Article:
I know, I know: We're already 3 weeks into the new year, what's this talk about looking back? Everyone is talking about looking forward and focusing on the future! Well, guess what: It's never too late to look back. It's actually really important to do so, because only when reflecting upon times past it's possible for us to draw conclusions for the future. Which is why it's important to wait for a few weeks until you confront yourself, because you need that distance. You need to have arrived - firmly planted with both feets - in the new year, you need to have let go of the past year in order to review it honestly. And because as a freelancer or solopreneur, you are the only person involved in this process, being honest is the most important part of it. Without honesty, you don't even need to bother going through it at all.
I've talked about doing appraisal interviews with myself before, but I never really went into a lot of detail on how I do them exactly. To me, there's two kinds of appraisals you can do as a freelancer: You can either focus on the hard facts, the numbers and hours, cost and revenue - or you can take a slightly softer approach and try to find out more about the "why", "how" and "what" that made up your business in 2015. Both hold valuable insights, but I always feel more confident and satisfied when finishing the second kind of appraisal. Sometimes, you can look at numbers all you want - you need to address those feelings in your gut if you want to know how your year really went and what all that means for your next year.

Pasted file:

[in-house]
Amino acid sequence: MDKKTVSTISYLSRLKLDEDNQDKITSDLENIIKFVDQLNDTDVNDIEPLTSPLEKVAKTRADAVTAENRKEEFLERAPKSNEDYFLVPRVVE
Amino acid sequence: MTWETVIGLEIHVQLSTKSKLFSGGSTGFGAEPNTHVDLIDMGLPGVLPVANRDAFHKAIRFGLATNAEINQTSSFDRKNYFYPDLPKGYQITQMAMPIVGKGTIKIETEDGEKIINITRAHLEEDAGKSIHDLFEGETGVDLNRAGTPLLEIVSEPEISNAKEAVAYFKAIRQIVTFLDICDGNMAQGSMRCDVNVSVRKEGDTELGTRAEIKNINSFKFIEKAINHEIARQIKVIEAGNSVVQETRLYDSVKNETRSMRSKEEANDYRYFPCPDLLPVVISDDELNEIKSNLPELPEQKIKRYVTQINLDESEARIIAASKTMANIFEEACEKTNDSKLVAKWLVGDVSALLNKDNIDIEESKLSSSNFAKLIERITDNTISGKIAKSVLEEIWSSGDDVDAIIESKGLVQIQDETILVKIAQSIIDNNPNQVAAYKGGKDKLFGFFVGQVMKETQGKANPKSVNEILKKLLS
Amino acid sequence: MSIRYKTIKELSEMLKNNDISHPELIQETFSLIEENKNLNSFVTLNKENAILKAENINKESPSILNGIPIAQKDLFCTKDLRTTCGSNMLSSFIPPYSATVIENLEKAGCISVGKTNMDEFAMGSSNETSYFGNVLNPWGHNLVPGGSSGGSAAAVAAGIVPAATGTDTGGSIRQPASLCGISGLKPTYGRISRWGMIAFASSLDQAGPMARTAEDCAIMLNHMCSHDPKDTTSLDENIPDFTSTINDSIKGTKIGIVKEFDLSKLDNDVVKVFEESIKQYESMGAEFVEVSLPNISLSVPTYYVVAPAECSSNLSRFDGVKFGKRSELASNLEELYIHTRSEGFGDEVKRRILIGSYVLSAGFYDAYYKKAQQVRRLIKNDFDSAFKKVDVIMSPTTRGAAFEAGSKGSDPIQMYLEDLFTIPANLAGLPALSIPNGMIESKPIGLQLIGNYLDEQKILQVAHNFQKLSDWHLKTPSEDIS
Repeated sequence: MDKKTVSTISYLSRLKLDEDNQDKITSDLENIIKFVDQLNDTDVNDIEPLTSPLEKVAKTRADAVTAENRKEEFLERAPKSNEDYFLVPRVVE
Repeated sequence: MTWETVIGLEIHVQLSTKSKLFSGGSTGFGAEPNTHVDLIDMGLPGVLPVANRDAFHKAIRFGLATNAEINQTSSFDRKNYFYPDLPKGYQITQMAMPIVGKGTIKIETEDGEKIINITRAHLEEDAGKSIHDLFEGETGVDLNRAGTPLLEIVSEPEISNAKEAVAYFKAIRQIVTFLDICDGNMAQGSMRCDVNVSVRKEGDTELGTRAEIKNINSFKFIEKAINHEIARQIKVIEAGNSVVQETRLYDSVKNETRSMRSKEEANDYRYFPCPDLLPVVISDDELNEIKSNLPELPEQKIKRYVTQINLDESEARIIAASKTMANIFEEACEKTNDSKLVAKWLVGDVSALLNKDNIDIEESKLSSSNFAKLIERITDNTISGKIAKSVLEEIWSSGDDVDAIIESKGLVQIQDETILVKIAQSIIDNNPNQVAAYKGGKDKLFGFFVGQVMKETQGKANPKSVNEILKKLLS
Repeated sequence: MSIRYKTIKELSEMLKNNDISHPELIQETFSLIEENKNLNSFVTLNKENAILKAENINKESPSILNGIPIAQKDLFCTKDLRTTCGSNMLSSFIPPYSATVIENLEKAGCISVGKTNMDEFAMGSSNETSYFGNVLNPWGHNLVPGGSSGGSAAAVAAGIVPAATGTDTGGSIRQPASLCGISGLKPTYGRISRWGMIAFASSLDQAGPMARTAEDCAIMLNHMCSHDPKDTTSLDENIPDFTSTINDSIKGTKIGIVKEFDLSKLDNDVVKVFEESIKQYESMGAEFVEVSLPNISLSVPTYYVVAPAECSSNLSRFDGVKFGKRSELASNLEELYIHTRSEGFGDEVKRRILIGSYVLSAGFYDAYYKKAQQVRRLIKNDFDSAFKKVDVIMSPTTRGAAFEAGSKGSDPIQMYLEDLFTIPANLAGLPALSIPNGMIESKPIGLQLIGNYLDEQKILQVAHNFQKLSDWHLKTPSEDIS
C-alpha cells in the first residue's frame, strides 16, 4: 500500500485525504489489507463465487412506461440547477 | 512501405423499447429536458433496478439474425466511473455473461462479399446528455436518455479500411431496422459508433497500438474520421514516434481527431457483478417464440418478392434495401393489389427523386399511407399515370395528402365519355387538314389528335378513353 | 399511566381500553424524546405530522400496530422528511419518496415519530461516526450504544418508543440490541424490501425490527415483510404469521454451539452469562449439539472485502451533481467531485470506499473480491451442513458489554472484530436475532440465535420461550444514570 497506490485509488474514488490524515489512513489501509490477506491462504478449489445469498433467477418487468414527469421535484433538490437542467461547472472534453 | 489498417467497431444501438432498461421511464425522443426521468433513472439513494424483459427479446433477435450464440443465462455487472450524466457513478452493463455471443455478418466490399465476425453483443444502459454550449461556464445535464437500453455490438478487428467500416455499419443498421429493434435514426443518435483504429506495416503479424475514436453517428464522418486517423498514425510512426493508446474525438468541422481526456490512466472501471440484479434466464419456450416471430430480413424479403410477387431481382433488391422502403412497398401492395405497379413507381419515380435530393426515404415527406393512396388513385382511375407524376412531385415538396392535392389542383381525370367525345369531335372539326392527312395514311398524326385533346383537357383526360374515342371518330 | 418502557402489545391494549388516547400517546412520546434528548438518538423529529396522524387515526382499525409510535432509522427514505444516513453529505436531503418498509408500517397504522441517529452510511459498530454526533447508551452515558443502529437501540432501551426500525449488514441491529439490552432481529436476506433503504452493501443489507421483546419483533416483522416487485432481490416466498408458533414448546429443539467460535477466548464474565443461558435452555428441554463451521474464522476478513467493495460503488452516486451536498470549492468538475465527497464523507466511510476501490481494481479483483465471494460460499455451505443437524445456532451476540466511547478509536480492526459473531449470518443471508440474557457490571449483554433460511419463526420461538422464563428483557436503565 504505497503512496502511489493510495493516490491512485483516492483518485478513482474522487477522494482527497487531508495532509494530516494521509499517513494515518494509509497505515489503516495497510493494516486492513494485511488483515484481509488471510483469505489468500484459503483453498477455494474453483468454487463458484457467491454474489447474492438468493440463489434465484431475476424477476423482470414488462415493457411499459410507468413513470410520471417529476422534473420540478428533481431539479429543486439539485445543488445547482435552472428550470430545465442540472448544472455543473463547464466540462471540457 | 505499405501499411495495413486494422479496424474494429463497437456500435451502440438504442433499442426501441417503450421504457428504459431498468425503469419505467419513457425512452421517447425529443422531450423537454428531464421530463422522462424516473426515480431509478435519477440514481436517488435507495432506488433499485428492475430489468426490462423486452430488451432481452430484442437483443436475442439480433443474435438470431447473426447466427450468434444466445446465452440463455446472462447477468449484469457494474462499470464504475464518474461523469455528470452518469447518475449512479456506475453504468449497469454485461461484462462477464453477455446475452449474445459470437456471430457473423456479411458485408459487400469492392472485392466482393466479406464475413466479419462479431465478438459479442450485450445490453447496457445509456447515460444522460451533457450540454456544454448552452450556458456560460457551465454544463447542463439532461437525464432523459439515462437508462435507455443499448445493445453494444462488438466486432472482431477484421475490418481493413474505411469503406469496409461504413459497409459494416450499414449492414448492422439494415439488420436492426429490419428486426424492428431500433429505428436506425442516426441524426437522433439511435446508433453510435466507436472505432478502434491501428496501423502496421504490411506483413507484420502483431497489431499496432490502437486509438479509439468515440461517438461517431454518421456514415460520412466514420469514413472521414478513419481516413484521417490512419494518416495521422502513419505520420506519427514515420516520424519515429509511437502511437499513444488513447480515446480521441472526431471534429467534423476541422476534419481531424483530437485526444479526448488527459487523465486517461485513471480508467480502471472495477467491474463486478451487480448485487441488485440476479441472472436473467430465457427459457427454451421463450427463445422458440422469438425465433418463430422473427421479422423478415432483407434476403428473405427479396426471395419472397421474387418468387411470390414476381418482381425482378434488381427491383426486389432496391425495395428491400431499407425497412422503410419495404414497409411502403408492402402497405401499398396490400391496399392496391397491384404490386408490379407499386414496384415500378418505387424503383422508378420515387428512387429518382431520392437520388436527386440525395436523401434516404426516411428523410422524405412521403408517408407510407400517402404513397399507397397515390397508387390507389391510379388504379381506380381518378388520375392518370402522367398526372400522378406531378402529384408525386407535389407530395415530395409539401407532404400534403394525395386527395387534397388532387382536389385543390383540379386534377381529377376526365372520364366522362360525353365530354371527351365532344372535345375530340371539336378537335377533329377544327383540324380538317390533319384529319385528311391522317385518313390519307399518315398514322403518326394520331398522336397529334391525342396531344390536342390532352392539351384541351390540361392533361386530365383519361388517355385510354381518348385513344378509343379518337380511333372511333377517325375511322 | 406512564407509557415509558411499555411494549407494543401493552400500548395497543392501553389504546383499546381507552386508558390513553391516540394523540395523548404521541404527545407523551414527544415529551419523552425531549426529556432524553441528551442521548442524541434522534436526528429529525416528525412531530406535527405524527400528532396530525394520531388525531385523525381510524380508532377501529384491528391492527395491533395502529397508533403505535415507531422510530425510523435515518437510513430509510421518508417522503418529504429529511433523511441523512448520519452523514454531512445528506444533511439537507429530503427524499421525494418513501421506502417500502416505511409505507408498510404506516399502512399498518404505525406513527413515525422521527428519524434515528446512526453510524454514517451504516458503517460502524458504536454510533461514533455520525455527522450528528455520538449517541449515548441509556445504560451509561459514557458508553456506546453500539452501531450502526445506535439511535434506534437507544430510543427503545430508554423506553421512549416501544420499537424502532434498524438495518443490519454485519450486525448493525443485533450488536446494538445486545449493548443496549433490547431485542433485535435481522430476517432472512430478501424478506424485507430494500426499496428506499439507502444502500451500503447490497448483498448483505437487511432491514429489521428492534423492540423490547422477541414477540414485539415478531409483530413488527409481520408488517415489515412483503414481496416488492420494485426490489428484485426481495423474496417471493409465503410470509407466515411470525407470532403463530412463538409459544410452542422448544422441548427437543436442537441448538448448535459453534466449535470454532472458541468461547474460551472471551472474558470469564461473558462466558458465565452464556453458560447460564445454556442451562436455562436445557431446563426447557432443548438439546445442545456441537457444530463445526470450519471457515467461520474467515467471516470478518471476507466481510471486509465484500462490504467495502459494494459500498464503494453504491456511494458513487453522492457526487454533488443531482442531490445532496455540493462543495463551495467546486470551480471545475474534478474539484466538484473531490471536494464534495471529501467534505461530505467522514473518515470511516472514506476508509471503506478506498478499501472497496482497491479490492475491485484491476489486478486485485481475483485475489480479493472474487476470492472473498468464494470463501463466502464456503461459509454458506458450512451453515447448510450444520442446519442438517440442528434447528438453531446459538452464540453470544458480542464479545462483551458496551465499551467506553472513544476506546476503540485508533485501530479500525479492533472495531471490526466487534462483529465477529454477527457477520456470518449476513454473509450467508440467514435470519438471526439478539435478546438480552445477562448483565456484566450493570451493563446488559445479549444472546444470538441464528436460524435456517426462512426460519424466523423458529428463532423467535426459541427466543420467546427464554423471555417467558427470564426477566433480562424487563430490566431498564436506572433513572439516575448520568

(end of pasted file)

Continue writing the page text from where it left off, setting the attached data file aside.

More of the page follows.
After doing this exercise - which consists of 10 questions - you will know a lot more about how your past year went. You will have addressed your highs and lows, your most and least favorite clients and projects, your biggest challenge and your main sources of inspiration. All this is vital information you need when thinking about 2016, simply because it a. gives you a place to start and b. lays the necessary groundwork for everything you want to change, achieve or keep on doing. We need to know about the current state of things in order to set us up for future plans. So consider this your personal "State of the Union" address: on yourself, on your business, your work.